Predisposing disorders include lesions that may result in local compliance changes, gas trapping or airway obstruction. These include sub-pleural blebs of the type associated with spontaneous pneumothorax, asthma, sarcoidosis, cysts and bullae, tumors, pleural adhesions, pulmonary fibrosis, infection and inflammation.
Precipitating factors include inadequate exhalation or outright breath-holding during ascent (often in association with panic), rapid ascent, faulty breathing apparatus or water inhalation.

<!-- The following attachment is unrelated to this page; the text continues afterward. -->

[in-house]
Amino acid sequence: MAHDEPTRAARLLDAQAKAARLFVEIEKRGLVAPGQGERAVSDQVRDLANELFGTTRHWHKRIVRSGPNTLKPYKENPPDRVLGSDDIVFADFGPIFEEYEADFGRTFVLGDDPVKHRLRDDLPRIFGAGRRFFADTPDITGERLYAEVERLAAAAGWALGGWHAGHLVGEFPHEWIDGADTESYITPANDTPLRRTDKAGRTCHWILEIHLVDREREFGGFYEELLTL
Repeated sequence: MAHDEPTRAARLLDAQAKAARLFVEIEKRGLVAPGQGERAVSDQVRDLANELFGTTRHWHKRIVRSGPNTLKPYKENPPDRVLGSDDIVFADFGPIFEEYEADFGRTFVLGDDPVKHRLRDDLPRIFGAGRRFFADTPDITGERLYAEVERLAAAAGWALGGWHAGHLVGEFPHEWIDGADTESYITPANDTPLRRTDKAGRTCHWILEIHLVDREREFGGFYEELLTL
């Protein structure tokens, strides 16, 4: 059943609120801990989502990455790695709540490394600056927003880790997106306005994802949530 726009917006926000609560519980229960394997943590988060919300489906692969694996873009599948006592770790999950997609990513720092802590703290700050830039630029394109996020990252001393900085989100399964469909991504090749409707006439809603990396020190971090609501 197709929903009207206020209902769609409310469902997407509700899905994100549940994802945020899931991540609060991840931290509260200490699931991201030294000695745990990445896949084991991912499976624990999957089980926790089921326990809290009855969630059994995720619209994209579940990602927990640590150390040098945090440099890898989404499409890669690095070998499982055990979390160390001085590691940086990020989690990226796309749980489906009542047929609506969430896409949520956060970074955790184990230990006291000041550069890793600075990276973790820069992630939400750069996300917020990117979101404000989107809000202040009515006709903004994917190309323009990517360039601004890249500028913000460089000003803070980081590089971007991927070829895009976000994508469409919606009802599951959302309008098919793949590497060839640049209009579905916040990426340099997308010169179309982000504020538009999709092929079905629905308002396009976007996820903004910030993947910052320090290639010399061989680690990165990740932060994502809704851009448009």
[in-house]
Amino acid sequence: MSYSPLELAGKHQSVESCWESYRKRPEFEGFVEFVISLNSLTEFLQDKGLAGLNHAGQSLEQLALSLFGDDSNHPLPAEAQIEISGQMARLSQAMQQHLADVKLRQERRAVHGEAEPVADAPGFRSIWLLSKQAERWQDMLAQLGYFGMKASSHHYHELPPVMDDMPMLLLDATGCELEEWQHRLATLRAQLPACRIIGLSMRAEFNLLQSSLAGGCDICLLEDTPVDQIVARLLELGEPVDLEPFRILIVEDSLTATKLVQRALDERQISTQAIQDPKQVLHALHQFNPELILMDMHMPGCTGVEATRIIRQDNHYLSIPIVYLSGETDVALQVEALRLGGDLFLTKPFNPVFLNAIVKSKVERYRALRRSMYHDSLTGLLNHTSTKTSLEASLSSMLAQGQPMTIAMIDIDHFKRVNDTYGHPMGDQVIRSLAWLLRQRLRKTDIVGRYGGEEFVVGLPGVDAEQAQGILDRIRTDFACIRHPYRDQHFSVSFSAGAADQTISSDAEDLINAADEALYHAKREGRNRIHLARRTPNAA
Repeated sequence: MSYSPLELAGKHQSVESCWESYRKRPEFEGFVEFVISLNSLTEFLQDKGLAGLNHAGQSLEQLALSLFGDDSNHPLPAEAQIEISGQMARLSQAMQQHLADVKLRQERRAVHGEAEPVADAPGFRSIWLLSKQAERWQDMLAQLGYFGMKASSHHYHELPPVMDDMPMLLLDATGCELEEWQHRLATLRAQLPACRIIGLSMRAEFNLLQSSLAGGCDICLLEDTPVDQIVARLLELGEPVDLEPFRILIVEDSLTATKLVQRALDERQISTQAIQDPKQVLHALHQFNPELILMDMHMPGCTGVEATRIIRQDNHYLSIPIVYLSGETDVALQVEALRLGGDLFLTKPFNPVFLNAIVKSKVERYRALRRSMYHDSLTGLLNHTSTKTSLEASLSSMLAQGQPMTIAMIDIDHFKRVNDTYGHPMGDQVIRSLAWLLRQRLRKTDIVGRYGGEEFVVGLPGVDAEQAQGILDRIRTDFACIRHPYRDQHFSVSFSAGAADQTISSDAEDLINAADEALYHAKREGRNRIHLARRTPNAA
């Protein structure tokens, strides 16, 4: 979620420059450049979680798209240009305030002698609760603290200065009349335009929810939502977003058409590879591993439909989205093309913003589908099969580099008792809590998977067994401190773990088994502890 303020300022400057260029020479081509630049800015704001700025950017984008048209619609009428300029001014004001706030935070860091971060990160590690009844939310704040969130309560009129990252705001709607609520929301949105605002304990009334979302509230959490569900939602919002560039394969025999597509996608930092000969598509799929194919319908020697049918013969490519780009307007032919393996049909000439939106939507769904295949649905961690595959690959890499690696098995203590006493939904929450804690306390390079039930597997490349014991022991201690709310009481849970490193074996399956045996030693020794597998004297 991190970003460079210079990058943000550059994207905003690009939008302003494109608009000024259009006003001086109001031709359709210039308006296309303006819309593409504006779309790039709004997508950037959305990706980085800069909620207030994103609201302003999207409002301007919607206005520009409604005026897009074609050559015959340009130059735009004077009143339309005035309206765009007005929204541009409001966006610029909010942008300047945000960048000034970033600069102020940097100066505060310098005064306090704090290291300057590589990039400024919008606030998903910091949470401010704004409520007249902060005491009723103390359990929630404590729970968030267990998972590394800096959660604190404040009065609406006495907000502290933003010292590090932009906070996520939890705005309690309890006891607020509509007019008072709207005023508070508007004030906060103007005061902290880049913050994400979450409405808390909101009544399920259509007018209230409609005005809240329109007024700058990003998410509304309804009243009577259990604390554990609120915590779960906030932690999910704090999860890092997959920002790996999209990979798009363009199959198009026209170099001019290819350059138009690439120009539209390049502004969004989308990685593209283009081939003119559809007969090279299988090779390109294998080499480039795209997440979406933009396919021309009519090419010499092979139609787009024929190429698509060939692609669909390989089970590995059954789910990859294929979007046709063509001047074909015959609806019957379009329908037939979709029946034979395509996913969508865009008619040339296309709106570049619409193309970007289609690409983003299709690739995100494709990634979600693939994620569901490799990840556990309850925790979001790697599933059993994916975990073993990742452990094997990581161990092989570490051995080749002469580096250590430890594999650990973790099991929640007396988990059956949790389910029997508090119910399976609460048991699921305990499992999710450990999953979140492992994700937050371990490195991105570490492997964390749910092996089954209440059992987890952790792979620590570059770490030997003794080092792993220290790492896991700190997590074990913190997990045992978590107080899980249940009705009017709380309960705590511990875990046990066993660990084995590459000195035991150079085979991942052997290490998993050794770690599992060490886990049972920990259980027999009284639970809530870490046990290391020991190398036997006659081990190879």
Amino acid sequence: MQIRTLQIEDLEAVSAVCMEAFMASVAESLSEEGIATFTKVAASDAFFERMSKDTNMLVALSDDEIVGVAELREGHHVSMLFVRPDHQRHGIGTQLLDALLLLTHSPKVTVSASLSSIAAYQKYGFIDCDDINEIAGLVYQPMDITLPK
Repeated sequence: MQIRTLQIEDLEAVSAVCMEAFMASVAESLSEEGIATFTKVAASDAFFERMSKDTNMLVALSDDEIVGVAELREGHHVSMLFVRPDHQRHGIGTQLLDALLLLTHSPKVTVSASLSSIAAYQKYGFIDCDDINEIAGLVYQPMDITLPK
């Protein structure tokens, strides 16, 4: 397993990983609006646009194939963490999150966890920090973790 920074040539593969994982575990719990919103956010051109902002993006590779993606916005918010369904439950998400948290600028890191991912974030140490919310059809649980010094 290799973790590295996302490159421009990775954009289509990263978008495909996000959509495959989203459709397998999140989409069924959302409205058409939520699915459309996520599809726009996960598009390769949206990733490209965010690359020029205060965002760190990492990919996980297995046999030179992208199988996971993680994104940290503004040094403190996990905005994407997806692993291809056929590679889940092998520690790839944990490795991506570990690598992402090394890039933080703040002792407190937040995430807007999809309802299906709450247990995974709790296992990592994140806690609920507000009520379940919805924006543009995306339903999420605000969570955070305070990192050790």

Although many cases of PBT may be caused by voluntary breath-holding during ascent or by the pathological lesions mentioned earlier, it is clear that these risk factors are not present in all cases. About half the submarine escape ascent trainees who develop PBT have been observed to carry out correct exhalation techniques. These divers were also passed as medically fit before the dive and exhibited none of the contributory pathological features afterward. A frequent finding with some of these subjects is a reduction of compliance at maximum inspiratory pressures, i.e. the lungs are less distensible (stiffer) and are exposed to more stress than normal diver’s lungs, when distended. Brooks and colleagues6 demonstrated that a lower than predicted forced vital capacity (FVC) was associated with PBT in submarine escape trainees, and this finding further supports the suggestion that reduced pulmonary compliance is a predisposing factor. Interestingly, many medical standards refer to the requirement for the ratio of forced expiratory volume in 1 second (FEV1) to FVC (FEV1/FVC ratio) to be greater than 75 to 80 per cent of predicted levels, yet this spirometric parameter has not been shown to be causally related to PBT in trainees who have no evidence of lung disease.